Ambitious plans to plant 30,000 new trees across Portsmouth are at the heart of a new greening strategy aiming to improve air quality, mental wellbeing and physical health.
Portsmouth City Council's Cabinet is set to review proposals for a variety of new schemes to not only safeguard the city's existing greenery and open spaces but build on what we have and work towards doubling the amount of tree canopy.
Having more trees in an area has been found to improve mental wellbeing as well as encouraging exercise meaning people are more physically healthy. Extra trees also provide more resilience to climate change and improve the local environment by attracting insects and other plants to increase biodiversity.
It will also make Portsmouth a more attractive destination for people to visit and work, meaning a potential boost for the economy.
The 30,000 trees would be planted over 25 years with 12,000 put on roads, parks and other open spaces while the rest would be on private land. While residents wanting to get involved will be encouraged to plant trees in their gardens, the majority of those on private land will be in places such as schools, sports clubs, pub gardens and land owned by large organisations based in the city like the Royal Navy and NHS.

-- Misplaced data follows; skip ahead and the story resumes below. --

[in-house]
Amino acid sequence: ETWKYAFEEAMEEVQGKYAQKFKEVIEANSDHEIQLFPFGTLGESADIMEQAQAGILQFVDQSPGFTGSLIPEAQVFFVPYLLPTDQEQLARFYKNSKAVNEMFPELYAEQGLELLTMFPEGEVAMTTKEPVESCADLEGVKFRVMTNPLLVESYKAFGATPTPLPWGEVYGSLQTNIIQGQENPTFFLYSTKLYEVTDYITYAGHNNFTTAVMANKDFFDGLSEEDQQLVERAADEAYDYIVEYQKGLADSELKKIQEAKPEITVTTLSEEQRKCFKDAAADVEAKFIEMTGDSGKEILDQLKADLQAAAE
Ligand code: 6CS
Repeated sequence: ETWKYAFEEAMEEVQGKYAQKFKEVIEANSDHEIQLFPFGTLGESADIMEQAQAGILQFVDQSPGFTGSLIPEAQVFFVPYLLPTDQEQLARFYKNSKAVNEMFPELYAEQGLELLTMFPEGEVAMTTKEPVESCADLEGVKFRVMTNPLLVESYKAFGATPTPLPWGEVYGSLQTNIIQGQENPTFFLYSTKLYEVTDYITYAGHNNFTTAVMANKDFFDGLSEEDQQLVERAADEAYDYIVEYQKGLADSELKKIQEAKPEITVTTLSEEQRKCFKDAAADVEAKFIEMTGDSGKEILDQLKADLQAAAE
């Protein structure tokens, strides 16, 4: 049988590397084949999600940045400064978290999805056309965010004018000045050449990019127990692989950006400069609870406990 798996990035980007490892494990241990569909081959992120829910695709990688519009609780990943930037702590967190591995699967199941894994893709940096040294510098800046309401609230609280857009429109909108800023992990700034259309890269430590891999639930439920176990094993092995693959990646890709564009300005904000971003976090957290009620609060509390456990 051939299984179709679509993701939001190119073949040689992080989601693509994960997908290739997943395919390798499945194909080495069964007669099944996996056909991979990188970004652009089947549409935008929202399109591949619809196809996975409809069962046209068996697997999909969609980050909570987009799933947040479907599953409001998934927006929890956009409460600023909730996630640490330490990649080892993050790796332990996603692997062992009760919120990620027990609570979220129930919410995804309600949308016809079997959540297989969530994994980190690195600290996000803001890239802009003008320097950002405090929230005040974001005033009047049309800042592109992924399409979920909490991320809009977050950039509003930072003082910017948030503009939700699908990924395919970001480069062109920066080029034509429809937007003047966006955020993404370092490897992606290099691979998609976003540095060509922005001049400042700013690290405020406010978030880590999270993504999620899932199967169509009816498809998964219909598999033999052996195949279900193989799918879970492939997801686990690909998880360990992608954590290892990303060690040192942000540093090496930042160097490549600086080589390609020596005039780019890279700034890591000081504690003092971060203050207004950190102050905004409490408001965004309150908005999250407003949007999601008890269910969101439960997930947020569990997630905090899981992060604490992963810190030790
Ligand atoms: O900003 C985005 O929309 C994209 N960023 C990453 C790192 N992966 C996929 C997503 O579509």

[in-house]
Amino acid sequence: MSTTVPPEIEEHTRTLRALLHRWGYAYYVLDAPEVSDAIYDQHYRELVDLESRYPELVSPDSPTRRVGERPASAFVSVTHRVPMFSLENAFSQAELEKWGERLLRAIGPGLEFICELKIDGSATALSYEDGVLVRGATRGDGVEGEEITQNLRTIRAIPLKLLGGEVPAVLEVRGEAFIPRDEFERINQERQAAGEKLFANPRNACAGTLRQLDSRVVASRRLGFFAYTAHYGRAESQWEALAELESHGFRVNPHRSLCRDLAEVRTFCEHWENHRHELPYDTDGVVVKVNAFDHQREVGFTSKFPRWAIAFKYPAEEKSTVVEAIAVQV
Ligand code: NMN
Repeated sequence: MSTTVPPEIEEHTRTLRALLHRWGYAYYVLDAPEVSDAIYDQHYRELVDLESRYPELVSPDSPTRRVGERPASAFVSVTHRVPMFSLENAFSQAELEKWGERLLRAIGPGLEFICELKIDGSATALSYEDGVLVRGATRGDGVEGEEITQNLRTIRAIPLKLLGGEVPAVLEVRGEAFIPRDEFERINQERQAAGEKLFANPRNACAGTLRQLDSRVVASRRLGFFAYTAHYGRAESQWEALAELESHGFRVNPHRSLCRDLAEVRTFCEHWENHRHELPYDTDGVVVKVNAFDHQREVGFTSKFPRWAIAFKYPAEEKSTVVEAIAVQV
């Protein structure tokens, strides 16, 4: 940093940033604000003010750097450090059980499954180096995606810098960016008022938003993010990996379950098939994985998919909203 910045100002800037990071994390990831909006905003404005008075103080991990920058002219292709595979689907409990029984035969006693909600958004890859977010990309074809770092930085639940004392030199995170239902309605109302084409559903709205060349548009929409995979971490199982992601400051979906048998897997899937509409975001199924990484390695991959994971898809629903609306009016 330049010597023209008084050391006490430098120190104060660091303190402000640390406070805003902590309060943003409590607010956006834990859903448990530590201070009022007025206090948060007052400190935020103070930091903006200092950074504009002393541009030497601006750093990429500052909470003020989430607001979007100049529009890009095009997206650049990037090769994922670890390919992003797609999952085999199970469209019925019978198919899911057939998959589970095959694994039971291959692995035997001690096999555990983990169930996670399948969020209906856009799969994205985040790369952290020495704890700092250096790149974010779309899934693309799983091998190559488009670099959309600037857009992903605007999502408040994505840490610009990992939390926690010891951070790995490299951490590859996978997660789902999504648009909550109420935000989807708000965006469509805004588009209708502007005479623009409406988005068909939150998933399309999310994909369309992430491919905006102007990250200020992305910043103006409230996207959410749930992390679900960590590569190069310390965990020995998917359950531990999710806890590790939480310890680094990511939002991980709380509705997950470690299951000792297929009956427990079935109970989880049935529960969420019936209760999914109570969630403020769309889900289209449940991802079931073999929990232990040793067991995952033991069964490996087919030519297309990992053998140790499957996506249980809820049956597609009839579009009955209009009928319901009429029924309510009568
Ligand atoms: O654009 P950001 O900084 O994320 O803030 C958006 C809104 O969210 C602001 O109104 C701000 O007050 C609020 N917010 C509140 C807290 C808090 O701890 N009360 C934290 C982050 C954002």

The strategy builds on the council's existing commitment to ensure any tree removed is replaced by at least one new one.
However greening is about more than trees and there are also plans to improve other planting such as hedges and shrubbery while also looking for innovative solutions to increase the city's green footprint by introducing features like roof planting and green walls which see purpose built structures covered in plants.
If the plans go ahead there will be a big push to inform residents about the upcoming activity, how it will benefit the city and how they can get involved.
Cllr Steve Pitt, Deputy Leader of the council, said: "Green space is a big issue in a densely populated city like Portsmouth and we need to make sure we take full advantage of any opportunity to increase the amount and quality of greenery. These plans can help improve citywide issues such as air quality while also making a difference to people's health and wellbeing. I know it's something residents are passionate about and I hope my colleagues support the proposals."